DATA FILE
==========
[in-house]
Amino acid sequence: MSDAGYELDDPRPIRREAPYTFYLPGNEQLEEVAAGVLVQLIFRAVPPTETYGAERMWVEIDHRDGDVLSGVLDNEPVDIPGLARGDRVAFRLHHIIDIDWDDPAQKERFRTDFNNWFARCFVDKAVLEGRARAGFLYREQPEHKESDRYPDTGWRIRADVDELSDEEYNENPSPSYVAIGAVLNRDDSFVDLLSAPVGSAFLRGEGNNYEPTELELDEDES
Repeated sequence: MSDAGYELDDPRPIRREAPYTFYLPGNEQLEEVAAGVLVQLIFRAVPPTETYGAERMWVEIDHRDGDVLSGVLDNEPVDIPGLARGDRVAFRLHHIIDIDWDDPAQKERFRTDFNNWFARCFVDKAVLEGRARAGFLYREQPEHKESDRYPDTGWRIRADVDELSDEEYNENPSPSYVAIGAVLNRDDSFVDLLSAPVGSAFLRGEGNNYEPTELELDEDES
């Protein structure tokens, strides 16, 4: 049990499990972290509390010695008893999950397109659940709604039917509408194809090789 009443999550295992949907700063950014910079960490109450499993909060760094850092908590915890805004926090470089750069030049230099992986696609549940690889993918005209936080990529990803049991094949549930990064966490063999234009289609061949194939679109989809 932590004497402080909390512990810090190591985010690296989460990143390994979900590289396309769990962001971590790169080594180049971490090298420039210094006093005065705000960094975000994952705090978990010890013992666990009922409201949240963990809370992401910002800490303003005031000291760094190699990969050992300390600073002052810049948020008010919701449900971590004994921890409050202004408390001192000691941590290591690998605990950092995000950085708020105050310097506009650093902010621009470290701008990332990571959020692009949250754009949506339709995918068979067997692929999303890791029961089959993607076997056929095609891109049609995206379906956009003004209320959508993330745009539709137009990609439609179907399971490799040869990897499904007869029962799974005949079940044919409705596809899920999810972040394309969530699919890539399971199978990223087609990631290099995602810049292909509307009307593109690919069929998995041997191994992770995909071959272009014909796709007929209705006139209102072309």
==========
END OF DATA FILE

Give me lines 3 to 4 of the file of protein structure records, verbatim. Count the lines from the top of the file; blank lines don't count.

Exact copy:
Repeated sequence: MSDAGYELDDPRPIRREAPYTFYLPGNEQLEEVAAGVLVQLIFRAVPPTETYGAERMWVEIDHRDGDVLSGVLDNEPVDIPGLARGDRVAFRLHHIIDIDWDDPAQKERFRTDFNNWFARCFVDKAVLEGRARAGFLYREQPEHKESDRYPDTGWRIRADVDELSDEEYNENPSPSYVAIGAVLNRDDSFVDLLSAPVGSAFLRGEGNNYEPTELELDEDES
């Protein structure tokens, strides 16, 4: 049990499990972290509390010695008893999950397109659940709604039917509408194809090789 009443999550295992949907700063950014910079960490109450499993909060760094850092908590915890805004926090470089750069030049230099992986696609549940690889993918005209936080990529990803049991094949549930990064966490063999234009289609061949194939679109989809 932590004497402080909390512990810090190591985010690296989460990143390994979900590289396309769990962001971590790169080594180049971490090298420039210094006093005065705000960094975000994952705090978990010890013992666990009922409201949240963990809370992401910002800490303003005031000291760094190699990969050992300390600073002052810049948020008010919701449900971590004994921890409050202004408390001192000691941590290591690998605990950092995000950085708020105050310097506009650093902010621009470290701008990332990571959020692009949250754009949506339709995918068979067997692929999303890791029961089959993607076997056929095609891109049609995206379906956009003004209320959508993330745009539709137009990609439609179907399971490799040869990897499904007869029962799974005949079940044919409705596809899920999810972040394309969530699919890539399971199978990223087609990631290099995602810049292909509307009307593109690919069929998995041997191994992770995909071959272009014909796709007929209705006139209102072309």